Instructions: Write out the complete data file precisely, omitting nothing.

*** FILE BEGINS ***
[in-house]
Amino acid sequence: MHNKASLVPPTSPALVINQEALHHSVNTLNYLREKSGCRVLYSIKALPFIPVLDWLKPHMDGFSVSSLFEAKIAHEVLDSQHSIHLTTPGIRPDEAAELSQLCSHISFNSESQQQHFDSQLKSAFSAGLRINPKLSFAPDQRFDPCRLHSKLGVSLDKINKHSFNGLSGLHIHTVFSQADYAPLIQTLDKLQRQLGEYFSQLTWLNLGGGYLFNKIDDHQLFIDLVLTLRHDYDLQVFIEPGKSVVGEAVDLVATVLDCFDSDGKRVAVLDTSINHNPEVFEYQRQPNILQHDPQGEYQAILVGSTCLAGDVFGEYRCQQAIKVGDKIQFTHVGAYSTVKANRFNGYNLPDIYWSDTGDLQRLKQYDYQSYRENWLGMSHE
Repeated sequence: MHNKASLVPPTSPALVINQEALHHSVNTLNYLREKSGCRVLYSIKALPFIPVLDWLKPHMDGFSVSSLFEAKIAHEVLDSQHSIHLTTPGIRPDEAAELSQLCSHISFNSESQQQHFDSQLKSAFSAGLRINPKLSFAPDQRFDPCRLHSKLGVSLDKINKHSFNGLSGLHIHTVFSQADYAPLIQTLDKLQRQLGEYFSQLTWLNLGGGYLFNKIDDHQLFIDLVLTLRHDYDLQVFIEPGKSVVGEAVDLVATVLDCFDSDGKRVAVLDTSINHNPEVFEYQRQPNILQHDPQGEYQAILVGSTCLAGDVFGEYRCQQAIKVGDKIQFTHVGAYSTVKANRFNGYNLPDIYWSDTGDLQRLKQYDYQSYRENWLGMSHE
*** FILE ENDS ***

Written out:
[in-house]
Amino acid sequence: MHNKASLVPPTSPALVINQEALHHSVNTLNYLREKSGCRVLYSIKALPFIPVLDWLKPHMDGFSVSSLFEAKIAHEVLDSQHSIHLTTPGIRPDEAAELSQLCSHISFNSESQQQHFDSQLKSAFSAGLRINPKLSFAPDQRFDPCRLHSKLGVSLDKINKHSFNGLSGLHIHTVFSQADYAPLIQTLDKLQRQLGEYFSQLTWLNLGGGYLFNKIDDHQLFIDLVLTLRHDYDLQVFIEPGKSVVGEAVDLVATVLDCFDSDGKRVAVLDTSINHNPEVFEYQRQPNILQHDPQGEYQAILVGSTCLAGDVFGEYRCQQAIKVGDKIQFTHVGAYSTVKANRFNGYNLPDIYWSDTGDLQRLKQYDYQSYRENWLGMSHE
Repeated sequence: MHNKASLVPPTSPALVINQEALHHSVNTLNYLREKSGCRVLYSIKALPFIPVLDWLKPHMDGFSVSSLFEAKIAHEVLDSQHSIHLTTPGIRPDEAAELSQLCSHISFNSESQQQHFDSQLKSAFSAGLRINPKLSFAPDQRFDPCRLHSKLGVSLDKINKHSFNGLSGLHIHTVFSQADYAPLIQTLDKLQRQLGEYFSQLTWLNLGGGYLFNKIDDHQLFIDLVLTLRHDYDLQVFIEPGKSVVGEAVDLVATVLDCFDSDGKRVAVLDTSINHNPEVFEYQRQPNILQHDPQGEYQAILVGSTCLAGDVFGEYRCQQAIKVGDKIQFTHVGAYSTVKANRFNGYNLPDIYWSDTGDLQRLKQYDYQSYRENWLGMSHE